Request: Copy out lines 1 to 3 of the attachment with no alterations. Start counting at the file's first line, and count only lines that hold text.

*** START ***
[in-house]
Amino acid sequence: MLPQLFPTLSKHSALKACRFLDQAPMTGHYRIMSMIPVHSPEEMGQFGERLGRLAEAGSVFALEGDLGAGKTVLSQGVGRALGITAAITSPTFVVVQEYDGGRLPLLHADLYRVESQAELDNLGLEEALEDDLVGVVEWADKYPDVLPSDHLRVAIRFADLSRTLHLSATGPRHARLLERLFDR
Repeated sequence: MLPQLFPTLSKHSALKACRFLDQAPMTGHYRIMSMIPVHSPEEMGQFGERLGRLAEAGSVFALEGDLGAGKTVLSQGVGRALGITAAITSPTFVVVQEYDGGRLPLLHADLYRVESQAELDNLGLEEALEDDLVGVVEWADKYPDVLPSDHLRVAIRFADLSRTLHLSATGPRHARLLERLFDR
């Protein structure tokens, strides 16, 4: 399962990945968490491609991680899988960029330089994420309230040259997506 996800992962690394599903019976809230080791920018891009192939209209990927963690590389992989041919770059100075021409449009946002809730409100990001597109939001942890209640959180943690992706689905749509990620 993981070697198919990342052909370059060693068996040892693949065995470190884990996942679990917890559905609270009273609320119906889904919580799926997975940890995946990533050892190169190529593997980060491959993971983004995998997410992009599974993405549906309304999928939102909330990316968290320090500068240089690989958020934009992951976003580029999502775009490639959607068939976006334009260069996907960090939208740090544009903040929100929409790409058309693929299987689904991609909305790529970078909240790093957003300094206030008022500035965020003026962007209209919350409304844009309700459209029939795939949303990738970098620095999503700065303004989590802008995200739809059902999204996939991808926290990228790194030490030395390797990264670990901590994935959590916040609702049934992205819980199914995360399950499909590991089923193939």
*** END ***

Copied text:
[in-house]
Amino acid sequence: MLPQLFPTLSKHSALKACRFLDQAPMTGHYRIMSMIPVHSPEEMGQFGERLGRLAEAGSVFALEGDLGAGKTVLSQGVGRALGITAAITSPTFVVVQEYDGGRLPLLHADLYRVESQAELDNLGLEEALEDDLVGVVEWADKYPDVLPSDHLRVAIRFADLSRTLHLSATGPRHARLLERLFDR
Repeated sequence: MLPQLFPTLSKHSALKACRFLDQAPMTGHYRIMSMIPVHSPEEMGQFGERLGRLAEAGSVFALEGDLGAGKTVLSQGVGRALGITAAITSPTFVVVQEYDGGRLPLLHADLYRVESQAELDNLGLEEALEDDLVGVVEWADKYPDVLPSDHLRVAIRFADLSRTLHLSATGPRHARLLERLFDR